Advent – The Twilight of the Gods – Ven Mark Oakley

There was a Victorian Bishop here in England who left a rather unusual request in his will. He had penned a short verse and he asked for it to be read to his clergy on his death. It ran:
Tell my priests when I am gone
O´er me to shed no tears.
For I shall be no deader then
Than they have been for years.

Well, it is true that we clergy are not always the new creation we are invited to be. I remember one priest in the London Diocese who said his motto in life was start each day with a smile – get it over with. No wonder Nietsche said that Christianity would be a lot more convincing if Christians actually looked redeemed!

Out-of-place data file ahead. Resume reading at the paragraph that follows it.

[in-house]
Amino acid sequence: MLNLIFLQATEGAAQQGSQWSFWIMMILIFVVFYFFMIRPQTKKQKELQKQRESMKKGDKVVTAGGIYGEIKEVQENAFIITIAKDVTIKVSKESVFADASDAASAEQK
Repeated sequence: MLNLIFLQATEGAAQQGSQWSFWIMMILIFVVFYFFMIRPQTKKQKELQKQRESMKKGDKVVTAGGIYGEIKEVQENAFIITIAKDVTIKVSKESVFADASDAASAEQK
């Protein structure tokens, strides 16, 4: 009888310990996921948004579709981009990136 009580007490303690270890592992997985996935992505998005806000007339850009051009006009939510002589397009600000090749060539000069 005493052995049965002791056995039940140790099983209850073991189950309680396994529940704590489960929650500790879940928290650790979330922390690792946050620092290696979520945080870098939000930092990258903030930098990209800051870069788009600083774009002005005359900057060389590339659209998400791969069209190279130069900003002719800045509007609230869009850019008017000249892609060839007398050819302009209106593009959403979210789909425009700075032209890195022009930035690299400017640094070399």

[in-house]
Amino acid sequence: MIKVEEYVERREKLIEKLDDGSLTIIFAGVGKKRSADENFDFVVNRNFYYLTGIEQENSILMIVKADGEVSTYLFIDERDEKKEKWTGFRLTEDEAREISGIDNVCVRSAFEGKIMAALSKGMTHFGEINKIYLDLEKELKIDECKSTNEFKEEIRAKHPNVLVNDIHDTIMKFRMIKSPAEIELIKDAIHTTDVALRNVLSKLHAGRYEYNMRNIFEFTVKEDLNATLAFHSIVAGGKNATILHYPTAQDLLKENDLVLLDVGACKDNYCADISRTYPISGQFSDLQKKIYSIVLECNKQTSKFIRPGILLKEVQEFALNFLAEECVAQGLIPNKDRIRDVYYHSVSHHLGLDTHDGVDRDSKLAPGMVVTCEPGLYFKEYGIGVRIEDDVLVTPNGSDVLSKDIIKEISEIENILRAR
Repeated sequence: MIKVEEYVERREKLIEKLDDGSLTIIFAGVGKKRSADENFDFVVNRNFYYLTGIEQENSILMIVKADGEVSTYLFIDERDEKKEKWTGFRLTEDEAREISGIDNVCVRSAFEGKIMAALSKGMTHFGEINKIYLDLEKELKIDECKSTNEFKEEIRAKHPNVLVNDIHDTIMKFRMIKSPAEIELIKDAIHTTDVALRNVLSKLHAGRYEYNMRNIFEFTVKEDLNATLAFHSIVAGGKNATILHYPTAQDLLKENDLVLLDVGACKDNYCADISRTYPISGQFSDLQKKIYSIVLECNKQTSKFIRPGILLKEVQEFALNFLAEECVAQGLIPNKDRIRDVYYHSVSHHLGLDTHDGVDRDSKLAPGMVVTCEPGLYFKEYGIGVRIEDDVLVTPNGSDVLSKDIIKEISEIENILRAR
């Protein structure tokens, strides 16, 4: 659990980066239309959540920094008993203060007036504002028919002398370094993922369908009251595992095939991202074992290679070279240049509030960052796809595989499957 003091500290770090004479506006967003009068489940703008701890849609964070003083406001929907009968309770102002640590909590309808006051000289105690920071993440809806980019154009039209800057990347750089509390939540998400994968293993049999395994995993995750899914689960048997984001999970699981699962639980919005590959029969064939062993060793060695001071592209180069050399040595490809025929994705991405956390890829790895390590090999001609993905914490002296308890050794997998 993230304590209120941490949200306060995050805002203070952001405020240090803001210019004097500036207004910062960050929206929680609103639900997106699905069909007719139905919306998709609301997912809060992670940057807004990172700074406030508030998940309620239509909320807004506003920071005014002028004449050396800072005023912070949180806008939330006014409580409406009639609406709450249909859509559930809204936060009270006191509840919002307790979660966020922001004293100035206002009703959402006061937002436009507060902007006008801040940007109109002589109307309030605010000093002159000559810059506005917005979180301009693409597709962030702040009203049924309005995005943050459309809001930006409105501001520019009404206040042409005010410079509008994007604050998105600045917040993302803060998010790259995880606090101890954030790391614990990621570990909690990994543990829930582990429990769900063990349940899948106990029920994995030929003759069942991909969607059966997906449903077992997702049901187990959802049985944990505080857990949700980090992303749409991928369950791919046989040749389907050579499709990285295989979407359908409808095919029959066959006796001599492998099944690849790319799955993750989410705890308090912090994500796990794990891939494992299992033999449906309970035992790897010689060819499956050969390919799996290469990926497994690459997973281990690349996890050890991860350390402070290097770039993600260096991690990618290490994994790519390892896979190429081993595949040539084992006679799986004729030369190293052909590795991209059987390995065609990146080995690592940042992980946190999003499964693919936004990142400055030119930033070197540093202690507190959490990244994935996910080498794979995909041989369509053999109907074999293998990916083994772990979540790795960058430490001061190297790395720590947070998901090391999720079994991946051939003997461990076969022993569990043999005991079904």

We are fast approaching Advent, that season of the year when we asked to wake up, to stop sleepwalking through life and to live in the light of the things that matter and last. Advent is a season in the vocative, crying out to God to come and touch us for, by ourselves, we are as yet incomplete. We call out for the Christ who, Aslan-like, comes to de-frost humanity.

The reading from Matthew´s gospel tonight reveals a part of the de-frosting process, showing that for a human self to be most itself it is not to be selfish, that there is no smaller package in the world than a person who is all wrapped up in himself. Of course, there is always the danger that we can set about helping others as part of our own self-help therapy. CS Lewis once spoke of someone who knew who lived for others ”and you can tell the others” he said, ”by their hunted expression”. We are not called as Christians to serve people´s wants. We are called to serve their true needs.